The Art of Gifting Art

Collaborations between artists and companies distill the essence of an artist. That’s why they make great gifts.

Cara Blumstein

Sun, Nov 28, 2021

The Art of Gifting Art
(Photo: The Andy Warhol Museum via Facebook. Unknown photographer, Andy Warhol and his Christmas tree in the Factory, 1964)

Collaborations between artists and brands have made it easy for anyone, not just fancy art collectors, to bring exciting, surprising or playful objects by their favorite artists into their lives, homes, and wardrobes. Must-have collaborations celebrate the most recognizable elements of an artist’s practice and bring them into a new, unexpected, and more accessible form. We picked a few of the best collabs from the most popular artists on the market—and on LiveArt. Pick one up for someone special (yes, you count).


David Shrigley

Urban Outfitters/Third Drawer Down

Third Drawer Down I've Done Everything Mug x David Shrigley

David Shrigley is best known for his combination of child-like aesthetics with decidedly adult, dead-pan humor. In his work with Third Drawer Down, the Australian houseware company whose previous artist collaborations include Louise Bourgeois, Judy Chicago, Guerrilla Girls, Alex Katz, and Mickalene Thomas, Shrigley takes everyday objects and subverts them. The slogans on his coffee mug match whichever way you approach the day. Is your morning cup the last respite before climbing a metaphorical mountain of work? Or is the first  caffeine-laden sip enough to make you feel you’ve reached the invincible peak?  Either way, Shrigley sums it up.

Danielle Orchard

DDT Store by AllRightsReserved

"Twin Picnic" Display

Danielle “Dani” Orchard made her auction debut just this November when her Two Bathers attracted a six-figure sum. The sale was the first indication of just how popular her scenes of feminine leisure had become. Orchard’s female nudes are not your classic muse figures; they lounge on their own terms, accompanied by booze and cigarettes, sitting in intimate interior situations. DDT Store has produced editioned sculptures that bring Orchard’s figures into your home, where they can lounge onto your tabletop. Arranged facing one another, the two figures share a moment of relaxation together, or, looking out onto the room, they share that moment with you.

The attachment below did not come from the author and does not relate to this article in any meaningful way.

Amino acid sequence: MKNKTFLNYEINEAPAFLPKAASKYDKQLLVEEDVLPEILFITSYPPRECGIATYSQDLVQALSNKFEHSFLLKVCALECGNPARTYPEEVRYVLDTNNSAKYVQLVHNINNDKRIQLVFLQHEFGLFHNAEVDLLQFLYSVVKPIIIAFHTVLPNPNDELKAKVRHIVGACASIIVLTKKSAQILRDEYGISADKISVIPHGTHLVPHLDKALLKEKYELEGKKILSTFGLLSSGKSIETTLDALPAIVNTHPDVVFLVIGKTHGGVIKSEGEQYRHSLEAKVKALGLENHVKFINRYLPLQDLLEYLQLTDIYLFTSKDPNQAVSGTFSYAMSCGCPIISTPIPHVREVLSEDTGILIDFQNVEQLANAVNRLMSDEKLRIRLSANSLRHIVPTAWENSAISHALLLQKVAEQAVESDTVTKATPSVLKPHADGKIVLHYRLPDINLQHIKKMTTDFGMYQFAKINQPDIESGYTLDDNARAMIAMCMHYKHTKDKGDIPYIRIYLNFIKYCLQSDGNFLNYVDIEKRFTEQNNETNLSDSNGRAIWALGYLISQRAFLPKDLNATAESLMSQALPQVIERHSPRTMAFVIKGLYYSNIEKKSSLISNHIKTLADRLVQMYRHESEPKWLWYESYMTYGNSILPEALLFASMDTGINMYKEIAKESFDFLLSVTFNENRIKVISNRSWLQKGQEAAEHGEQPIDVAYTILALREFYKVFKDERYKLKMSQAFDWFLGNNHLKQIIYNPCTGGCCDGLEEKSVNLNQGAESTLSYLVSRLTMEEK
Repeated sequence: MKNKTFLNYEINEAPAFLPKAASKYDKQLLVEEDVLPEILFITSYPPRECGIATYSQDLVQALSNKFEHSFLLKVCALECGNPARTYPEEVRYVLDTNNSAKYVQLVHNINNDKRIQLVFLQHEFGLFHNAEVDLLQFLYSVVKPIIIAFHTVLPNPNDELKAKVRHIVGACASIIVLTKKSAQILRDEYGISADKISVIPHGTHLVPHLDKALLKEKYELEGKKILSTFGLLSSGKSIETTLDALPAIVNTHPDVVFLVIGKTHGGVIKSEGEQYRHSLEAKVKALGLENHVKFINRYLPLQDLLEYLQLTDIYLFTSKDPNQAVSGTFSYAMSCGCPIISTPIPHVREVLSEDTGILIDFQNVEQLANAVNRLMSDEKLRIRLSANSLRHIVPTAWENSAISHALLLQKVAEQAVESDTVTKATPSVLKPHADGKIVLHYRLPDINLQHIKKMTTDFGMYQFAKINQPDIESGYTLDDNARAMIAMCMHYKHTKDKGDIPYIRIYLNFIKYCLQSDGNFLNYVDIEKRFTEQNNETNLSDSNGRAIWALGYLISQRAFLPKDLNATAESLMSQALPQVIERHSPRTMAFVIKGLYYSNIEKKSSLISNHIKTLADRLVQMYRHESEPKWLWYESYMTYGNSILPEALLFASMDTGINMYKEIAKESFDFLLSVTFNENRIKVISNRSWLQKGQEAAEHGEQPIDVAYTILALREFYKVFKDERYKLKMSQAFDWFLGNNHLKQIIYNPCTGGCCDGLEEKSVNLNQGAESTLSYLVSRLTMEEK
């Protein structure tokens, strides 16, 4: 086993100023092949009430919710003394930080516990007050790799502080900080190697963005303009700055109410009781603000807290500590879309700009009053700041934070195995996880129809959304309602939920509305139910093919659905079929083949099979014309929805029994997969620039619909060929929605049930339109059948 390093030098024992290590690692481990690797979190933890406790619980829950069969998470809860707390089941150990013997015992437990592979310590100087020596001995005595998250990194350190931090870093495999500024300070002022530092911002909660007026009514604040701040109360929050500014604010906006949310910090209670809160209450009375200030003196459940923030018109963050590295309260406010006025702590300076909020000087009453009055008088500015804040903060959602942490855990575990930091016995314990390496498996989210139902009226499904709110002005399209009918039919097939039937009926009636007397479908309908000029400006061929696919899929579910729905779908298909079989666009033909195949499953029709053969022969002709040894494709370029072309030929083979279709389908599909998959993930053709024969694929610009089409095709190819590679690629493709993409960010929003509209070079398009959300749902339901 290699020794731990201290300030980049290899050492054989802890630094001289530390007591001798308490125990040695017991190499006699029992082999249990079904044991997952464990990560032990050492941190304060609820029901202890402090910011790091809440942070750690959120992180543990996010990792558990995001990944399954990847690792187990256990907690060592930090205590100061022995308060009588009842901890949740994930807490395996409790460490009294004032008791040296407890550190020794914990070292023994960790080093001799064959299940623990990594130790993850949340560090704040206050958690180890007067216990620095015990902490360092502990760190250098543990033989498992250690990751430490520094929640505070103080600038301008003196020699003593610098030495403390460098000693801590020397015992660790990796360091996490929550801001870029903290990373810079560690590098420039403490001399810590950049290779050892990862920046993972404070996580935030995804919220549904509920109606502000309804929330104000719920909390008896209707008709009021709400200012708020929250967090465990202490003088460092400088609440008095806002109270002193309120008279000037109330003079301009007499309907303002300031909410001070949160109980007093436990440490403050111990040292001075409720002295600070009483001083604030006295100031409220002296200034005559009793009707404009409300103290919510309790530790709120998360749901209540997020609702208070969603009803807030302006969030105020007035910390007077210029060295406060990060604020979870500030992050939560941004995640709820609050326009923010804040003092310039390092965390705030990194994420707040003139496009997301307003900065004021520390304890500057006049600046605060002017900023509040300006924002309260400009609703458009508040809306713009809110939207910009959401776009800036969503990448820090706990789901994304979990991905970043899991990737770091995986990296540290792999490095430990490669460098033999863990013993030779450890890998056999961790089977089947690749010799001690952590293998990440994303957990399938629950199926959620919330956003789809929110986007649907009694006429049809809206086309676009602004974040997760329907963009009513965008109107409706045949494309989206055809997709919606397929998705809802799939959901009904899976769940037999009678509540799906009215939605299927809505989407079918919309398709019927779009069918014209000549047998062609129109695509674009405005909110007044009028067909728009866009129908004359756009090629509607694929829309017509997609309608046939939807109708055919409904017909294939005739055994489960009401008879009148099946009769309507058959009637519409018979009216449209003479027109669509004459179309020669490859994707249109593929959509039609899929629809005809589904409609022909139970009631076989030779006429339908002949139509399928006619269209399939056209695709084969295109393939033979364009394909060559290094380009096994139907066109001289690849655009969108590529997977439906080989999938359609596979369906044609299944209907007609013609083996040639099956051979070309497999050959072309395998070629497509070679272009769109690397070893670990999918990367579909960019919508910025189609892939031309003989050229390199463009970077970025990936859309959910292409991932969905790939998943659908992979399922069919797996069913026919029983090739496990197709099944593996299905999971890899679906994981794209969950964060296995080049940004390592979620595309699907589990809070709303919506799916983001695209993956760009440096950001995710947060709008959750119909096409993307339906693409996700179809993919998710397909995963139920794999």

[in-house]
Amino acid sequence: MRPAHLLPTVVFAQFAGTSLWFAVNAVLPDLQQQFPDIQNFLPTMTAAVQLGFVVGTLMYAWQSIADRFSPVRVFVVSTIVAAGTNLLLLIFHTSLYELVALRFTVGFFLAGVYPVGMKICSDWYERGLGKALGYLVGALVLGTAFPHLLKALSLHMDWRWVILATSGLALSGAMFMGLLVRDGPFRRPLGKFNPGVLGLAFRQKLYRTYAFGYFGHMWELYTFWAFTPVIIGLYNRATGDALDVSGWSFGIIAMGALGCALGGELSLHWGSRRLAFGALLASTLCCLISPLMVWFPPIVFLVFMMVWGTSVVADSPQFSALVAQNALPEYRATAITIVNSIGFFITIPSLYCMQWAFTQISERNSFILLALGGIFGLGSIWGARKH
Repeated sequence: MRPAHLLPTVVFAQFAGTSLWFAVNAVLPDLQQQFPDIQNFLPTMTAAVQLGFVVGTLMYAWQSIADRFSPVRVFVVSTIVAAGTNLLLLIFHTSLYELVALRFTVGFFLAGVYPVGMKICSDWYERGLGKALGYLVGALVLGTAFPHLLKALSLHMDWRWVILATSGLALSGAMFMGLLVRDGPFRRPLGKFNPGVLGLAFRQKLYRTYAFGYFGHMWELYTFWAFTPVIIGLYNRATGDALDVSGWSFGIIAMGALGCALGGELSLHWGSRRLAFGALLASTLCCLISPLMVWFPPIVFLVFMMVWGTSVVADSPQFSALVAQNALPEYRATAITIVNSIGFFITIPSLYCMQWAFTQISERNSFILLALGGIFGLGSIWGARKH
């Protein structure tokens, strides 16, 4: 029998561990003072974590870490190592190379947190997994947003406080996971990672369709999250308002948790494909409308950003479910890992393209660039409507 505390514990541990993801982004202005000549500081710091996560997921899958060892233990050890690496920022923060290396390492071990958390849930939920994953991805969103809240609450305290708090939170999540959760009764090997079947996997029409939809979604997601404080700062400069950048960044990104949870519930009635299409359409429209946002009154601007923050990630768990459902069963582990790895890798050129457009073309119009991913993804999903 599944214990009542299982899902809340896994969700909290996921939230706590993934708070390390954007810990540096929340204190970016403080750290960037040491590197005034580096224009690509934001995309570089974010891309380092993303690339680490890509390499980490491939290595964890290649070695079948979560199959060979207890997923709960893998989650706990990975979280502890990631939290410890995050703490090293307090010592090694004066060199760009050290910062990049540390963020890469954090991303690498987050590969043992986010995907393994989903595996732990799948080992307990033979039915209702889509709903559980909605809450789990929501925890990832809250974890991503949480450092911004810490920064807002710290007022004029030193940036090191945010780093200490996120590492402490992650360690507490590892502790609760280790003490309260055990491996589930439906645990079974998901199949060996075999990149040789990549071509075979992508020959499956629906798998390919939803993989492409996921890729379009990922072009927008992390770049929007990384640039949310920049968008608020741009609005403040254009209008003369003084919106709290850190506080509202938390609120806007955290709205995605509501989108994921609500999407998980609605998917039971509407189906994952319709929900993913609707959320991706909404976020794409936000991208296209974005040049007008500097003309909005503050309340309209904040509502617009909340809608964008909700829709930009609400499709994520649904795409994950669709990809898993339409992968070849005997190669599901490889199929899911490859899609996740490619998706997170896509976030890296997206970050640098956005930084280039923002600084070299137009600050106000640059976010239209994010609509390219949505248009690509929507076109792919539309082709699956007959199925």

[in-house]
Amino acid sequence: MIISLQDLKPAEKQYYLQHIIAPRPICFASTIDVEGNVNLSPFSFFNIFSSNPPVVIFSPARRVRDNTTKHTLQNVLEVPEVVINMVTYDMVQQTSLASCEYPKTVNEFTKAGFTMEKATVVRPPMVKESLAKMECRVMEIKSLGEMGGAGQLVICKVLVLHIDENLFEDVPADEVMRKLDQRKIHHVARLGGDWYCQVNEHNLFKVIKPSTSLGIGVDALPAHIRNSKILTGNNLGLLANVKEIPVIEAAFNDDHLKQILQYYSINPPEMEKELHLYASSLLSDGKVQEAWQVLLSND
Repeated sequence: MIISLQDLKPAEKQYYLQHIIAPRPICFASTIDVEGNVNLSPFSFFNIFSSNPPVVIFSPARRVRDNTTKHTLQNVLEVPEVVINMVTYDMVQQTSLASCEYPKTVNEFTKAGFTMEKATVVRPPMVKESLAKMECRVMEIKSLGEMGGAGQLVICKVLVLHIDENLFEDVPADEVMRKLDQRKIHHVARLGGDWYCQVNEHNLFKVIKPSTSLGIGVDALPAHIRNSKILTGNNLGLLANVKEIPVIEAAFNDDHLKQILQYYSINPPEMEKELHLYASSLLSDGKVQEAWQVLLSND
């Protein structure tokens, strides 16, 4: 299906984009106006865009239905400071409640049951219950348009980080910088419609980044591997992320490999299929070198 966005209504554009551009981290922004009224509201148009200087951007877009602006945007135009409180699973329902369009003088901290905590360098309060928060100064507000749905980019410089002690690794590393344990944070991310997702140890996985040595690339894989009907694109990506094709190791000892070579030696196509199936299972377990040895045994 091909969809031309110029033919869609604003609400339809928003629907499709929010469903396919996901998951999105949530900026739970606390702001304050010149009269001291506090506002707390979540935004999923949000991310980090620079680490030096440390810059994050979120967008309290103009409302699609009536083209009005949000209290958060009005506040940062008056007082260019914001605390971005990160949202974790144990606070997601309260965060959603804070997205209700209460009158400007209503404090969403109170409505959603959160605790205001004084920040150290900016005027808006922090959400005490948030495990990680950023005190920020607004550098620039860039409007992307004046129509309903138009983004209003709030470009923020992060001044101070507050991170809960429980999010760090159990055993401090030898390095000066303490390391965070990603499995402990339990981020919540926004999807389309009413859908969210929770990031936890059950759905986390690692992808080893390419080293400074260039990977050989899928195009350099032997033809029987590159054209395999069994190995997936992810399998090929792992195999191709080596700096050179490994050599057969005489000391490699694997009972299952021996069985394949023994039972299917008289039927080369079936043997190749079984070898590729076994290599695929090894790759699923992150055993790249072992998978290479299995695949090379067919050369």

sacai x KAWS

Brian Donnelly, better known as KAWS, has made collectibles an essential part of his artistic body of work. Many other artists try to follow the path he has paved with his highly sought-after figurines that fall somewhere between sculpture and toy. His main recurring character Companion, a Mickey-mouse-like figure with Xes for eyes, appears in his work a variety of colors, textures, and styles. In his collaboration with Japanese luxury fashion brand sacai and Nike, KAWS adorns a low-top sneaker with some of his playful details, a custom color scheme, and his signature double XX motif on the midsole. The shoe will be released in a limited quantity drop at 10:00 AM sharp on December 10th. If you can score one, you might want to make this a gift to yourself.


Will Cotton


Will Cotton Charm Holder Necklace in 18k Gold

Will Cotton creates scenes of total desire by combining sugary sweet aesthetics with traditional elements of landscape painting and portraiture. Italian jewelry brand Ippolita, known for their signature lollipop rings, has brought Cotton’s treacly objects into the three-dimensional, wearable realm. The glass and ceramic charms of the cluster necklace resemble Cotton’s signature candy pieces, and the reflective surfaces appear particularly delicious. Translating Cotton’s candy compositions into jewelry pieces, Ippolita uses precious materials to capture their delectability. These deceivingly decadent pieces also have an altruistic side: 50% of the proceeds from this collaboration go to the Brooklyn Museum.



Jeff Koons


Jeff Koons Collection

KAWS may have made the collectible an art form, but Jeff Koons was the first to recognize that the collectible could be art. His re-rendering of everyday objects in unexpected materials and finishes raise questions about consumerism and the search for uncomplicated joy. Koons’ collaboration with Japanese clothing company Uniqlo inverts his work. Instead of blow-up toys turned into ponderous metal objects, Koons’s famous and frequently copied balloon dog (amongst a few of his other works) is printed on sweatshirts and tee-shirts to be worn around the world. 


Virgil Abloh



Virgil Abloh was an American fashion designer whose explorations of mass production, appropriation, and reproduction drew from the work of Jeff Koons, Andy Warhol, and Marcel Duchamp. In turn, his own work was compared to those artists. His thought-provoking use of text, sandwiched between quotation marks, adorned his designs. "You can use typography and wording to completely change the perception of a thing,” Abloh once explained, “without changing anything about it." This can be seen in Abloh’s “TEMPORARY”, originally released on November 1st, 2019 and now being sold on Artspace. The work is a monochrome white clock with a face unencumbered by numbers. On the clock’s transparent cover, the word “TEMPORARY,” is written in white. Originally, it invoked the passing of time and the stubborn fact that numbers cannot slow it with a label. With the designer’s recent death at the age of 41, the work becomes even more evocative of Abloh’s practice and a fitting reminder of his spirit.